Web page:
To return more generally to your question about Descartes' views on existence. There's no where in the Meditations where Descartes draws a generic connection between existing and thinking. He does draw a specific connection between his having thoughts and his existing -- but this argument does not extend to others. Moreover, based on later Meditations, it's clear Descartes thinks lots of things exist including things that are non-thinking -- like rocks, towers, candles.


Descartes did not explicitly discuss the meaning of existence, i.e. ontology. That is why Heidegger says about him things like

With regard to the ontological development of the problem, Descartes is far behind the Scholastics. He actually evades the question. (Being and Time §20)

Descartes's implied concept of existence is mostly standard Aristotelian:

  1. An attribution of an intrinsic property implies existence. E.g. "I think" implies "I exist".

  2. A cause of an existent is an existent. This underlies two of Descartes's proofs for God's existence. E.g. the cause of my idea of infinity must be an actual infinite being.

  3. Existence in a primary sense is attributed to "substances", that is to beings that "stand on their own". Descartes's interpretation the substance idea differs somewhat from Aristotle's. Descartes concludes that the entire material world is one substance. Individual minds are also substances, and also God.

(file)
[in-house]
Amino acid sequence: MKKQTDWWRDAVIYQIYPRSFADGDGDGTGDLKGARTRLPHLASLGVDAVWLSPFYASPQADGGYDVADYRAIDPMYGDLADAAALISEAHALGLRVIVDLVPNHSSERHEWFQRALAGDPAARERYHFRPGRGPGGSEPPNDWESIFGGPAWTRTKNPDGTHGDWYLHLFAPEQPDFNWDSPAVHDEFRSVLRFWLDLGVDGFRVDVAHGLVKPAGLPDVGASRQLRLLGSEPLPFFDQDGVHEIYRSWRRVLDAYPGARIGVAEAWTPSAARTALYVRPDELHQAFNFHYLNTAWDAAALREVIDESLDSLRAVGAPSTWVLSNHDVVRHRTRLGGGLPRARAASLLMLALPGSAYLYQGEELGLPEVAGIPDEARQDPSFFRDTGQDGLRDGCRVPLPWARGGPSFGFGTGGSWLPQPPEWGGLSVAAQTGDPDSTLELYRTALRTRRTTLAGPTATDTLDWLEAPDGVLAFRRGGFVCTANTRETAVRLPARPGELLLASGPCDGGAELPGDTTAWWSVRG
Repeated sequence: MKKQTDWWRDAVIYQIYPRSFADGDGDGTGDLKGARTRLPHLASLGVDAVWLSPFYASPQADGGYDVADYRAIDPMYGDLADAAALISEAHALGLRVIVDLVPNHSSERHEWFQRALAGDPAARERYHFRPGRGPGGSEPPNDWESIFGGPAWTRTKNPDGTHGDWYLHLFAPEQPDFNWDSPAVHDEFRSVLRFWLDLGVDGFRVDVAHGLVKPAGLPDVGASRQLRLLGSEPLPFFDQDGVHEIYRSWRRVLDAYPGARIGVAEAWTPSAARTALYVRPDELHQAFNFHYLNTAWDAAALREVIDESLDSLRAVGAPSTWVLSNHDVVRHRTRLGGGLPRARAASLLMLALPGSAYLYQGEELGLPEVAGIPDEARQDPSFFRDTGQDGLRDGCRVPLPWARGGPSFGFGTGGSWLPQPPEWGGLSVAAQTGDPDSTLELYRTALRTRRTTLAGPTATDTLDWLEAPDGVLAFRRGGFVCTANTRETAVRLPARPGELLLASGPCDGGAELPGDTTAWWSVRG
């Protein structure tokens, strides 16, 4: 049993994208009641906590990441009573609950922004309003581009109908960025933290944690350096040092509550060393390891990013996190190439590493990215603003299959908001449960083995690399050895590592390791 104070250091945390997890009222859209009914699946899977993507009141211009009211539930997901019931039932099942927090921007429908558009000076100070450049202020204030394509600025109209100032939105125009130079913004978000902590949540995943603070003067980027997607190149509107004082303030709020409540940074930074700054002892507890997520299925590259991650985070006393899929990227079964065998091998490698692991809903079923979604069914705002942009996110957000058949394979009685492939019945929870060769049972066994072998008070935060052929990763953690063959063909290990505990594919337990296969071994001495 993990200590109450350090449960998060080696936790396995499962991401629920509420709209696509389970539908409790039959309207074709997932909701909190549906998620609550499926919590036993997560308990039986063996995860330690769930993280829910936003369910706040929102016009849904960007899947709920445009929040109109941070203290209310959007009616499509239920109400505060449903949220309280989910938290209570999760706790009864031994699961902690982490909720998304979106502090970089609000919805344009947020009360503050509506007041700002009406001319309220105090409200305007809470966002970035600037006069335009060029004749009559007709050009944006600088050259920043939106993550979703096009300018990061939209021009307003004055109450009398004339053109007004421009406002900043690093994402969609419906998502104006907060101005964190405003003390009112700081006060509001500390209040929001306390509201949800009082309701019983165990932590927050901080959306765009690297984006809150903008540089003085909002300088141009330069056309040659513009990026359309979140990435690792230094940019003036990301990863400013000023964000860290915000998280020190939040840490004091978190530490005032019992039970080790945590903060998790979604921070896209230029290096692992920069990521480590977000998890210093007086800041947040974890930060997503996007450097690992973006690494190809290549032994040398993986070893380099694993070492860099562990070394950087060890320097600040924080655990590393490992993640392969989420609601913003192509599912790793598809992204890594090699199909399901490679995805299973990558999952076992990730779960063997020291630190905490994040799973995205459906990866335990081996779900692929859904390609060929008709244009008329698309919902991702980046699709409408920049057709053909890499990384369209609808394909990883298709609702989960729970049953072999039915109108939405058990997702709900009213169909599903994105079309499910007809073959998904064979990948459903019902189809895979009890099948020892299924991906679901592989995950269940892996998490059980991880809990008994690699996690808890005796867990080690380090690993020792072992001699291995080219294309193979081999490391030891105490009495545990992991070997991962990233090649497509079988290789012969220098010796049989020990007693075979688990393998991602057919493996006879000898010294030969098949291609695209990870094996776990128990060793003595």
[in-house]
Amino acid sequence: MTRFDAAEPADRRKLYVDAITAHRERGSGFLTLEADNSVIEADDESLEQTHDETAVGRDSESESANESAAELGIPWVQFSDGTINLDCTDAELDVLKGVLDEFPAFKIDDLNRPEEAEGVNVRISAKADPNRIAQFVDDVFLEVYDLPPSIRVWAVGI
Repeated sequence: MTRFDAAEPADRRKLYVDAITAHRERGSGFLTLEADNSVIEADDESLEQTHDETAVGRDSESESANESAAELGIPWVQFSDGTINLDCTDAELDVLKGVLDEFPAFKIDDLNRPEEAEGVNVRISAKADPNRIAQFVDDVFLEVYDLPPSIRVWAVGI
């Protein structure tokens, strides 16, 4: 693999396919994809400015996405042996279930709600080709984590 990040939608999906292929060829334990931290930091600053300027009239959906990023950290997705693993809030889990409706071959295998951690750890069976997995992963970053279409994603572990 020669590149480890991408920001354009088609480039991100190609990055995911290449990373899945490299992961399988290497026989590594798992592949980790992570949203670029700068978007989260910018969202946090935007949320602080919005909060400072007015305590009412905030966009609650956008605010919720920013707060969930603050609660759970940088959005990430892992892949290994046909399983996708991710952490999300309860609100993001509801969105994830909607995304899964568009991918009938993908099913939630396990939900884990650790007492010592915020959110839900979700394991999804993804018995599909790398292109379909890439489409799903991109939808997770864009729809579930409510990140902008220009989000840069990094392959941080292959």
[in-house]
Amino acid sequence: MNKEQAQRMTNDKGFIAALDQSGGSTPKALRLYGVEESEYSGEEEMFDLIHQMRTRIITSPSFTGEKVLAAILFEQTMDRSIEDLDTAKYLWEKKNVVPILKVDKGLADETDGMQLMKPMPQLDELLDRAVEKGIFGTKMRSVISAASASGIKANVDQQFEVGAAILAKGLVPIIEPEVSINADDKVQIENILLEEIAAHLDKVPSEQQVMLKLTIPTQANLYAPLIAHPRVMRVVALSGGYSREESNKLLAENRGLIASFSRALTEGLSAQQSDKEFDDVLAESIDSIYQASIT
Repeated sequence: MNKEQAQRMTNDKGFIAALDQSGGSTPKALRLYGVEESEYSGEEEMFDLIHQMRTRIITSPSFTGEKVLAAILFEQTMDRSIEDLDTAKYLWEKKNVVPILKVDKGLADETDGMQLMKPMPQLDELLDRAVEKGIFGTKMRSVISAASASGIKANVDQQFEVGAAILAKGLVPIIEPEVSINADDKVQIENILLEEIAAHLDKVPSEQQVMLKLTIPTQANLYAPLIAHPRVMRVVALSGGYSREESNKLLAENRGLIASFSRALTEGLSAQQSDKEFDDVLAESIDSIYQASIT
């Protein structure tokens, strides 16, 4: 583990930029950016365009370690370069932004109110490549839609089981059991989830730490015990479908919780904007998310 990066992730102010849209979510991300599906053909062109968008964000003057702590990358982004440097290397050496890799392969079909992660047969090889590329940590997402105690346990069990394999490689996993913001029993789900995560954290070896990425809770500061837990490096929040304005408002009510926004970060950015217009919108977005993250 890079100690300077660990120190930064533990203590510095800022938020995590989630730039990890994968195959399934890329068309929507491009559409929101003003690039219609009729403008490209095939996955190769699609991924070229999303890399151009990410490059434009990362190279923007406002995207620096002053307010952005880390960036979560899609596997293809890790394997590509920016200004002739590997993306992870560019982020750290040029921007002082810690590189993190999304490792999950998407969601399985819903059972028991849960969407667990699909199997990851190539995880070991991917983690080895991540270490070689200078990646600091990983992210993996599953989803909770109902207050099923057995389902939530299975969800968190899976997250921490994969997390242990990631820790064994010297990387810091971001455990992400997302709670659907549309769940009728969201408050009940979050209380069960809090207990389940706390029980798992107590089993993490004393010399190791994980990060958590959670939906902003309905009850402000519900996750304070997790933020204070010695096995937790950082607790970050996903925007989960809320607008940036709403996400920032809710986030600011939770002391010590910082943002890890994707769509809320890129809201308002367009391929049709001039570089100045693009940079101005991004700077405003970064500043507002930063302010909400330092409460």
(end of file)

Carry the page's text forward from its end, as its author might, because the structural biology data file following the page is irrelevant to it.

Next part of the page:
In addition, Descartes's use of the Ontological Argument concerning God's existence implies the following "non standard" views about existence:

  1. That existence is a kind of quality, and moreover a kind of perfection. Since God is the most perfect, he must possess existence, which is one of the perfections.

  2. That everything that is thinkable is possessing a sort of existence (*) just by being thought about. So God exists, firstly, simply because we can think about him. And, secondly, since God is thought about as the most perfect being, he must possess normal existence (**) too, because normal existence is a perfection (4).

(*) objective reality in Descartes
(**) formal reality in Descartes


God necessarily exists because of how Descartes reads idea-causation and what the content of the idea God hence ontologically implies (and is reliant upon). God is the only Cartesian substance qua Cartesian substance, strictly speaking, since it is the only thing that can exist on its own. But the body and the mind are each substances in a looser way because Descartes gets a clear and distinct perception of them such that he can conceive of them being able to exist independently from one another and on their own (though relying on God for persistence). I don't see why in principle Descartes would reject abstract objects, but he made it seem like we didn't need them, or that God would just give us what we need rather than make a separate realm(s) for things like propositions, sets, mathematical objects, etc.


Descartes regards his cogito ergo sum argument as a premise (i.e. an assumption), rather than a proof or a conclusion. Hence, to Descartes, for an object, the quality of being conceived is strictly less general than the quality of existing. Thus, to Descartes, there might be unconceivable objects which exist, but there are no conceivable objects which do not exist.